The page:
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"Don’t speak bullshit!" a factory manager told a 26-year-old garment worker named Sharma, she said, when she worried about going inside. "There is no problem."
Around 8:40 a.m. Wednesday, when the factories had been running for 40 minutes or so, the lights suddenly went off in the building. It was nothing unusual. Bangladesh’s electricity network is poorly maintained and desperately overburdened. Rana Plaza, like most of the factories in the area, had its own backup generator, sometimes used dozens of times in a single day.
A jolt went through the building when the generator kicked on. Again, this was nothing unusual. Eighteen-year-old Baezid was chatting with a friend as they checked an order of short-sleeved shirts.
He’d come from the countryside with his family — mother, father and two uncles — just seven months earlier. Since then, he’d worked seven days a week, from 8 a.m. to midnight. His salary was about $55 a month. But he could more than double that by working so many hours, since overtime pays .37 cents an hour.
Sometime after the generator switched on — perhaps a few moments later, perhaps a few minutes — another, far larger, jolt shook the floor violently. The building gave a deafening groan.
The pillars fell first, and one slammed against Baezid’s back. He was knocked to the floor, and found himself pinned from the waist down, unable to move.
He heard coworkers crying in the darkness. One coworker trapped nearby had a mobile phone, and the seven or eight people nearby took turns to call their families.
Baezid wept into the phone. "‘Rescue me!’" he begged them.
Like a young boy, he kept thinking of his mother. He wanted to see her again.
In Bangladesh, people in need of help rarely think first of the police, or firefighters, or anyone else official.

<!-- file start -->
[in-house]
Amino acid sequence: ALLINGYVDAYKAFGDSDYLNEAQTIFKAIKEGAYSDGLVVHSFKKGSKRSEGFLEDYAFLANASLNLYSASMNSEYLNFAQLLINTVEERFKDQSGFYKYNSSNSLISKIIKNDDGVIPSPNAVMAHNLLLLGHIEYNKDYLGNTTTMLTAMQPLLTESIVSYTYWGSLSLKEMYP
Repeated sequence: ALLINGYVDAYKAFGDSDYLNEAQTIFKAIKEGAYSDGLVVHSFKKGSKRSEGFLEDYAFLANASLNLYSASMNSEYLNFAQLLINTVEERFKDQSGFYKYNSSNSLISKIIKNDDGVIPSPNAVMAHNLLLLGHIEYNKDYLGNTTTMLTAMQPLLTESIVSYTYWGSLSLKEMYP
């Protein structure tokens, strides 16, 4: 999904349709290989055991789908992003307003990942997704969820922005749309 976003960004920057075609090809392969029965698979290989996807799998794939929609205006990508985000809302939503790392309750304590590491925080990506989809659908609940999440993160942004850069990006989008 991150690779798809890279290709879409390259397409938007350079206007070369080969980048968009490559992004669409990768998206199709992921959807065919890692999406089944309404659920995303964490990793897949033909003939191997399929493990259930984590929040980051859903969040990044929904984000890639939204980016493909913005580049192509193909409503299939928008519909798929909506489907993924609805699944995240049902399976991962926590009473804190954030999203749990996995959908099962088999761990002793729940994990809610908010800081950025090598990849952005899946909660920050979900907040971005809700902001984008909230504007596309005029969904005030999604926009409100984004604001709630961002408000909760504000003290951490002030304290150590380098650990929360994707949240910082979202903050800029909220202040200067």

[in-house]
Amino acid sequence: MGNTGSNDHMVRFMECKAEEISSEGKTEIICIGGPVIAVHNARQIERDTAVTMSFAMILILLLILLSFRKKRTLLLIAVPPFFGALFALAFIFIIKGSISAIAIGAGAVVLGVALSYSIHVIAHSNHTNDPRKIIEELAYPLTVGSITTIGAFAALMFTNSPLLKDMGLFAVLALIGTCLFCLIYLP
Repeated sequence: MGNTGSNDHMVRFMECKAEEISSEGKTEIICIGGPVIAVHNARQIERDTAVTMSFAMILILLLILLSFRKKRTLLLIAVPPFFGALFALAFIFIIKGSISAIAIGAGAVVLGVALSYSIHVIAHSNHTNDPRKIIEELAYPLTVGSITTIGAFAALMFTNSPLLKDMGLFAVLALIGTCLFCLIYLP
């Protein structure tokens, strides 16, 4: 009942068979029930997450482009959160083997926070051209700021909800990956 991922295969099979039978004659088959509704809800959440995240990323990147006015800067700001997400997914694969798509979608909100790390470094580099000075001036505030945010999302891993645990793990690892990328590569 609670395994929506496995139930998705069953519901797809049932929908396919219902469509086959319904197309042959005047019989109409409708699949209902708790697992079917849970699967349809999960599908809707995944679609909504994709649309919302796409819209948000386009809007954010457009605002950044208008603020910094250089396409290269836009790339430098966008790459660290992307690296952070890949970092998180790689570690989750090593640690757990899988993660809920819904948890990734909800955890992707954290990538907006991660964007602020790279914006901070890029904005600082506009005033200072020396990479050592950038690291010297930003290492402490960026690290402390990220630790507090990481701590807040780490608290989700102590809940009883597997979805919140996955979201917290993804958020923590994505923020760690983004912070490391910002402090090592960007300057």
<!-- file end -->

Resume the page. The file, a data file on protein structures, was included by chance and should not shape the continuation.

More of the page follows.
Baezid called his family. So did many other people. The state is so dysfunctional here, so riven by corruption and bad pay and incompetence, that ordinary people know they have a better chance of finding help by reaching out to their families. Often, they simply call out for the help of whoever will come.
Until Monday, when there was no hope left for survivors and heavy equipment was brought in to move tons of concrete, many of the rescuers working inside the rubble were volunteers. They were garment workers, or relatives of the missing. Or, in the case of Saiful Islam Nasar, they were just a guy from a small town who heard people needed help.
Nasar, a lanky mechanical engineer from a town about 300 kilometers (185 miles) away, runs a small volunteer association. They get no funding and have no training. They buy their supplies themselves. For the most part, the group offers first aid to people who have been in car accidents. During the monsoon rains, they help whoever they can as the waters rise around the town.
When he saw the news, Nasar gathered 50 men, jumped on a train and reached Rana Plaza about 11 hours after the collapse.
He made his way into the rubble with a hammer and a hacksaw, by the light of his mobile phone. In six days, he says he has rescued six people, and helped carry out dozens of bodies.
That first night, he slept on the roof of the collapsed building. Then for two nights he slept in a field, and now he has a tent. But he can’t sleep much anyway, because the images of all the corpses keep running through his head.
Told that he was a hero, he looked back silently.
Then he wept.
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